I don't think there are any specific groups (race) of people who the concept of "struggle meals" are exclusive to. If your wallet's contents are low and you're hungry — it's applicable, whether you can accept that or not.
Coming up, my family had a variety of struggle meals — although being young and unaware, I didn't know that a struggle is what it was. I've seen whole discussions take place on my social media timelines and newsfeeds about it, down to the different combinations of foods. I personally think it's beautiful that we can come together about our struggles, pride aside and have a laugh — that's rare.
But, hunger is a real thing, and so is poverty and hunger because of poverty. There have been a lot of food related movements taking place and I'm not sure if the emphasis on food and what it does to and for you is new or if my eyes are just being opened to it all but either way — it's a lot to take in.
I recently saw an article online about Ramen noodles and how it's bad for you and why — I didn't read it, I didn't need to. I already know that more than half of the foods, snacks and beverages that I grew up on is thoroughly unhealthy. I've already been made aware of the difference between the foods available in grocery stores topographically convenient to inner city families versus the organic shops, far out of the city's reach and in the backyards and pockets of suburbia.
Ironically enough, convenient foods like Ramen Noodles is common in the houses where "struggle meals" are a necessity.
I didn't like the thought of being slowly eradicated by the things that were supposed to give me life so I made it a point to wipe out the unhealthy things that I grew accustomed to, little by little. It isn't easy, it takes time, research, money, and strong will to go from struggle eating to clean eating. Granted — struggle eating isn't necessarily eating unhealthily, but when you're low on funds, what is more available to you, the healthy stuff or the fulfilling rubbish?
Outside of clean eating, I was able to upgrade my "struggle meals" by doing some of the following:
Allow food to take priority — obviously there are things you need to take care of with the money you earn from your jobs, whatever they may be. Budgeting is necessary. Knowing when your bills are due, scheduling payments so that your lights, gas and phone stays on — car insurance, car note (if applicable) are all things you should be aware of and stay on top of. Budgeting helps you so that you'll know what you're working with at all times — but if you're ever down to the wire, allow food to be a priority. If you need to dip into your cell phone funds to get something to eat, do it. Whats more important, being able to communicate with people you potentially don't like or sustaining your energy to be able to function?
Eat out less, grocery shop more — take a $20 bill. Even at a fast food spot, what could $20 get you? possibly 2.5 value meals at most. Now take that same $20 to a grocery store, it might not be able to buy you a weeks worth of organic groceries but I guarantee it can get you at least a parcel of chicken or ground turkey, a small bag of rice or pasta, some vegetables and something to drink. That isn't a lot as far as grocery shopping goes but think about how many plates of food you can get out of that small shopping trip at the market versus how many fast food meals it can buy.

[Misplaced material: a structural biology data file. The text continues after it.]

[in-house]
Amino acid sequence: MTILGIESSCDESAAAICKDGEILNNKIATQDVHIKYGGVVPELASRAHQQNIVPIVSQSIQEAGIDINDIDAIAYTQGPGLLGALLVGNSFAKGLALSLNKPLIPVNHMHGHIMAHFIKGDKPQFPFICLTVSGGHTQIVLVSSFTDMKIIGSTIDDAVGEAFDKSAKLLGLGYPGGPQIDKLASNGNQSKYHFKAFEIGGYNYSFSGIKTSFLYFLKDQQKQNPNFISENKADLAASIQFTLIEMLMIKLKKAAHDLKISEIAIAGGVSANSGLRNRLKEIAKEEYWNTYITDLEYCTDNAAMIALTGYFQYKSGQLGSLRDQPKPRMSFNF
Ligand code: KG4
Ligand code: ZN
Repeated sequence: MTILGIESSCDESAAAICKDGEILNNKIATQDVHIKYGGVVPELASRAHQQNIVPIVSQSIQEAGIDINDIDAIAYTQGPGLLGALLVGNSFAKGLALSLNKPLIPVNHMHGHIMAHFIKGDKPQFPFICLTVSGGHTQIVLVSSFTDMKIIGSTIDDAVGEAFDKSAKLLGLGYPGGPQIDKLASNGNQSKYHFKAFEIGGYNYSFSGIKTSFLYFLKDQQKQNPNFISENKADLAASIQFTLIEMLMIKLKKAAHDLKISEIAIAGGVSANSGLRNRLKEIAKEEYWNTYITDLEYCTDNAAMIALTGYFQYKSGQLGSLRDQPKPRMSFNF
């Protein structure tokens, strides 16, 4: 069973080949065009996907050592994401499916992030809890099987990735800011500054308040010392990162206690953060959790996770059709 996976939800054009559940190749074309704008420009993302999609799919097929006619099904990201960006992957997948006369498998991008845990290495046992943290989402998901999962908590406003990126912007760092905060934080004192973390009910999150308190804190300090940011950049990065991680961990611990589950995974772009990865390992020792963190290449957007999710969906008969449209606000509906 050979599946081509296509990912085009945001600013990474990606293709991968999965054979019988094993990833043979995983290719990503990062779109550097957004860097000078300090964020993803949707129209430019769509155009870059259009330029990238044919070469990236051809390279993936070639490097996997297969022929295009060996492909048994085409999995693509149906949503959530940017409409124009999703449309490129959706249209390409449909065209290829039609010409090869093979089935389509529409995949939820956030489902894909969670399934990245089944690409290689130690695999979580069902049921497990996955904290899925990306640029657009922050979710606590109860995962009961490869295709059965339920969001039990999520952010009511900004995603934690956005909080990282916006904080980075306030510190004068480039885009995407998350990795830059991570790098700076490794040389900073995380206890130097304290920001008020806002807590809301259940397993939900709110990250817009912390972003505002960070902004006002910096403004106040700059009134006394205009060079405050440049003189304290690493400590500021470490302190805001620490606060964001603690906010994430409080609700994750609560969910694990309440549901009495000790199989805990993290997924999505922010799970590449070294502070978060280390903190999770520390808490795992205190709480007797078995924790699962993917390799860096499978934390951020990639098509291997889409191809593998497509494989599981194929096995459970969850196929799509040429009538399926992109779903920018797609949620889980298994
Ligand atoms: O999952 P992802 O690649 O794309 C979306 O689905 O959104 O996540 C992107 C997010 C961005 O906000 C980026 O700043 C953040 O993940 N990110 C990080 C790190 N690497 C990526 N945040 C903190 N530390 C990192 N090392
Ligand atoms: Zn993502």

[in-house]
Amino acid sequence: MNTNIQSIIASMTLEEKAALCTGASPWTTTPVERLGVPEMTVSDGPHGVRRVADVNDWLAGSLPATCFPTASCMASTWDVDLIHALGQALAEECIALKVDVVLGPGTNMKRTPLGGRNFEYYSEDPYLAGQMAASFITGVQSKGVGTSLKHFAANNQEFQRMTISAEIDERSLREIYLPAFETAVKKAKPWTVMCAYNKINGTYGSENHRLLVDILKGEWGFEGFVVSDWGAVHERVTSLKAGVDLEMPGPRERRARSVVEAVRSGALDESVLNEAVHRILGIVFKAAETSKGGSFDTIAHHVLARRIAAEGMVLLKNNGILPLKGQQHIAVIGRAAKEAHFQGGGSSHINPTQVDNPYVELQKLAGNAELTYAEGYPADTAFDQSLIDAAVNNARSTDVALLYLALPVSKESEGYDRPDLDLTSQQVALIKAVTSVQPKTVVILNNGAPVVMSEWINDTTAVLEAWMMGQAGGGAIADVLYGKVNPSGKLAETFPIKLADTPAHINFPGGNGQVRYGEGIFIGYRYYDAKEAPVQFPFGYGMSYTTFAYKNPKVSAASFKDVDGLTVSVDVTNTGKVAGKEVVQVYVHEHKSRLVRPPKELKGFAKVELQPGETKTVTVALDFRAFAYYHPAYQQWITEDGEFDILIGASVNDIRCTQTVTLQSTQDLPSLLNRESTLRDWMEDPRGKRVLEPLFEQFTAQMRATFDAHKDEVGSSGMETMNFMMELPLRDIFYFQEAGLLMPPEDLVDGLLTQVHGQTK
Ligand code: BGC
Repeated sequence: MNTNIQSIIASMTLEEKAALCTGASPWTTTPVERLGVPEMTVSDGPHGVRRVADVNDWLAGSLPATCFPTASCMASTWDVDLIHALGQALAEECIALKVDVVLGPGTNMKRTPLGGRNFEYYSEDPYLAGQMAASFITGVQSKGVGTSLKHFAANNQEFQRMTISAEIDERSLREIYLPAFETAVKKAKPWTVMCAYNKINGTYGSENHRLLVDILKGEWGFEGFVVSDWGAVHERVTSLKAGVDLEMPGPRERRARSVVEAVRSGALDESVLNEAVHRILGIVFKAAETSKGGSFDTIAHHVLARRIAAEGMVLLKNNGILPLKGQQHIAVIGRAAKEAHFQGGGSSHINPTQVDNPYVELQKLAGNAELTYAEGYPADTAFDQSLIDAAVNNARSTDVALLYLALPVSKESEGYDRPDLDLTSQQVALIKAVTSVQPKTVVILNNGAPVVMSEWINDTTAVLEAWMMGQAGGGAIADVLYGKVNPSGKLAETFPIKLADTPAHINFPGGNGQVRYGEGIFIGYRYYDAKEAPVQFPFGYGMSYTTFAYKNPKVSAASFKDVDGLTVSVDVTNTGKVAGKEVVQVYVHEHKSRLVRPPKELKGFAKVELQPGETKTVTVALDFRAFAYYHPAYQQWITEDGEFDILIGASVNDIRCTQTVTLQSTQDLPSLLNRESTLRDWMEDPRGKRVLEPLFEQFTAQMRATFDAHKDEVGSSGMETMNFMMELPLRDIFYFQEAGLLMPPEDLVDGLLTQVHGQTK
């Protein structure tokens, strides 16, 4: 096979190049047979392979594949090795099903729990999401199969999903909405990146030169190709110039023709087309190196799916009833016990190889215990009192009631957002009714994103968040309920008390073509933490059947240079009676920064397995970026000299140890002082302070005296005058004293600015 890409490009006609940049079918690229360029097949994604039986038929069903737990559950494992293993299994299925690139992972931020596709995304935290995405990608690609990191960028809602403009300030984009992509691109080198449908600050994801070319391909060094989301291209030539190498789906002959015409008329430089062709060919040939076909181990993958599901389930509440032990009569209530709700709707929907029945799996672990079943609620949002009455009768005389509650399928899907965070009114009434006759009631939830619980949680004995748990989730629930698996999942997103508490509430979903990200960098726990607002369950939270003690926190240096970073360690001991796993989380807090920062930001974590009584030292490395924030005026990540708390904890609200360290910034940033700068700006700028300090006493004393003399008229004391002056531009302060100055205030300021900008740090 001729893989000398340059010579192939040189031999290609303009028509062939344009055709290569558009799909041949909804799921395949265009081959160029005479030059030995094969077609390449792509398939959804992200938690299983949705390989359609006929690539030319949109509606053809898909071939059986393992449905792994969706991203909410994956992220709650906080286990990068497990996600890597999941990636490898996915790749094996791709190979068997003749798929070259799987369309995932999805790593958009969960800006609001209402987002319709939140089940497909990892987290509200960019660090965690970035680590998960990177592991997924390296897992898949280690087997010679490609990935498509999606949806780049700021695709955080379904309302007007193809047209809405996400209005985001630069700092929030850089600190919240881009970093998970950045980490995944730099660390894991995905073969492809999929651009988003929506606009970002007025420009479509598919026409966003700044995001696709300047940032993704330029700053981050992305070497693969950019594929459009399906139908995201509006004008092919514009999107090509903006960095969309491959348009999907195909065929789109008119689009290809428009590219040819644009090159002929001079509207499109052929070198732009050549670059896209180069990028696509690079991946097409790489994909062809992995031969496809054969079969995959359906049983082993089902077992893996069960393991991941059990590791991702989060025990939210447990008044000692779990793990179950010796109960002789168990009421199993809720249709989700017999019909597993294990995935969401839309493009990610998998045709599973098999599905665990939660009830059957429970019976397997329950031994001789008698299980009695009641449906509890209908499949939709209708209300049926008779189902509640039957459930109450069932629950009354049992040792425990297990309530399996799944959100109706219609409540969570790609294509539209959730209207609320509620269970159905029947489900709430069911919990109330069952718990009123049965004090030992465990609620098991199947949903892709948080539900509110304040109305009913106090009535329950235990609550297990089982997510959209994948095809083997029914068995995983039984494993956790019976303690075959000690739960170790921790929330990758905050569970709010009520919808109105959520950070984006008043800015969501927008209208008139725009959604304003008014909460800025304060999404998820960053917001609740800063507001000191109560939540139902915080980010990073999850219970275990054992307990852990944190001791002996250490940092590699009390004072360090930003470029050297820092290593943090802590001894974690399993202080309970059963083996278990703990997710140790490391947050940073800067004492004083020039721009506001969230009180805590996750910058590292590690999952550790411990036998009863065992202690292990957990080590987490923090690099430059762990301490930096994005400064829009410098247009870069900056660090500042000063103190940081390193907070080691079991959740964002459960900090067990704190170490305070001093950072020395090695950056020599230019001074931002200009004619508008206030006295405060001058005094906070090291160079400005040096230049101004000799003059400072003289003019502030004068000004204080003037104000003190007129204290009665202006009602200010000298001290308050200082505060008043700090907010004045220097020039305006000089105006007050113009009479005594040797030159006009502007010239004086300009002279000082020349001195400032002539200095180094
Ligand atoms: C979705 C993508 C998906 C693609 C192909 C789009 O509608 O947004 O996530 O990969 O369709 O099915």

Keep your cupboards stacked — there are some things that you can buy that are very cheap and that doesn't expire quickly. When the well isn't dry, consider filling your cupboards (within reason) with herbs and spices, sauces, pasta and things that last ( you can visit www.eatbydate.com for more on the different food groups and their expiration dates) so that when you are low on money, you can simply pick up a parcel of meat, chicken or fish at the grocery store.
Explore food — by trying new foods — both eating and making, you open yourself up to possibilities. You expand your palate and advance your culinary repertoire. When you're in the midst of a struggle period, what is the first thing you turn to? The things you already know, right? Your first instinct is to go back to the basics and by basics I mean things you've already experienced. When you broaden that experience, especially in terms of dishes you can prepare on your own — finding yourself financially stuck, your mind scans all your experiences and you come to a solution based on what is possible according to what you've already been thru.
Live within your means — this goes along with making food a priority, but it isn't just about making it first pick on your list of priorities. If you know that buying a new dress or new shoes or a new car isn't in your immediate budget, don't do it. Sacrifices will have to be made, just don't make it your health. Skipping meals so you can look good going out or so you can have the latest red bottoms, Jordans, MK purse or iphone isn't wise — the owners of these brands aren't struggling and you're helping them eat while you starve. Don't let your insides suffer so your outside can be appealing.
This doesn't only apply to food and eating — try it in other areas of your life. When you increase your standard of living, your highs replace your lows and make room for new heights. Nothing is impossible.
Kimolee Eryn is an artist and writer who believes in creating for a purpose beyond the purpose of creating. She believes that a life should be lived not just to sustain itself but to cultivate peace, love and growth in all adjacent beings and hopes to exemplify that in all she does.